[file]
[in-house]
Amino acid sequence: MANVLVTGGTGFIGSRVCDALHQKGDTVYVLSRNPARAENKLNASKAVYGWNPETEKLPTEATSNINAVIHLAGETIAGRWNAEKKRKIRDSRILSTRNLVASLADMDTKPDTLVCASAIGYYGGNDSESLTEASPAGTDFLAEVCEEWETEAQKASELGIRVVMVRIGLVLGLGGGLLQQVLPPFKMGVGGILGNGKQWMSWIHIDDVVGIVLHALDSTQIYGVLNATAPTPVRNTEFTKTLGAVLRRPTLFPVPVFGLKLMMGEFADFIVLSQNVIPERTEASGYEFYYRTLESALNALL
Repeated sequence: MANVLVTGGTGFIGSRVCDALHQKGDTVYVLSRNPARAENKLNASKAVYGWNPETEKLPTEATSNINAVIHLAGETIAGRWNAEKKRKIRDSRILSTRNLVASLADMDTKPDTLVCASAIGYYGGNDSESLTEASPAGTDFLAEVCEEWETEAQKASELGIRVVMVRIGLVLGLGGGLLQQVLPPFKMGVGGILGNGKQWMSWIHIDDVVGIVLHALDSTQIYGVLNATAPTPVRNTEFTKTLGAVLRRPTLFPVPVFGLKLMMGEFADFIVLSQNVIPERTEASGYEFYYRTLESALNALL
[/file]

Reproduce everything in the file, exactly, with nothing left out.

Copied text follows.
[in-house]
Amino acid sequence: MANVLVTGGTGFIGSRVCDALHQKGDTVYVLSRNPARAENKLNASKAVYGWNPETEKLPTEATSNINAVIHLAGETIAGRWNAEKKRKIRDSRILSTRNLVASLADMDTKPDTLVCASAIGYYGGNDSESLTEASPAGTDFLAEVCEEWETEAQKASELGIRVVMVRIGLVLGLGGGLLQQVLPPFKMGVGGILGNGKQWMSWIHIDDVVGIVLHALDSTQIYGVLNATAPTPVRNTEFTKTLGAVLRRPTLFPVPVFGLKLMMGEFADFIVLSQNVIPERTEASGYEFYYRTLESALNALL
Repeated sequence: MANVLVTGGTGFIGSRVCDALHQKGDTVYVLSRNPARAENKLNASKAVYGWNPETEKLPTEATSNINAVIHLAGETIAGRWNAEKKRKIRDSRILSTRNLVASLADMDTKPDTLVCASAIGYYGGNDSESLTEASPAGTDFLAEVCEEWETEAQKASELGIRVVMVRIGLVLGLGGGLLQQVLPPFKMGVGGILGNGKQWMSWIHIDDVVGIVLHALDSTQIYGVLNATAPTPVRNTEFTKTLGAVLRRPTLFPVPVFGLKLMMGEFADFIVLSQNVIPERTEASGYEFYYRTLESALNALL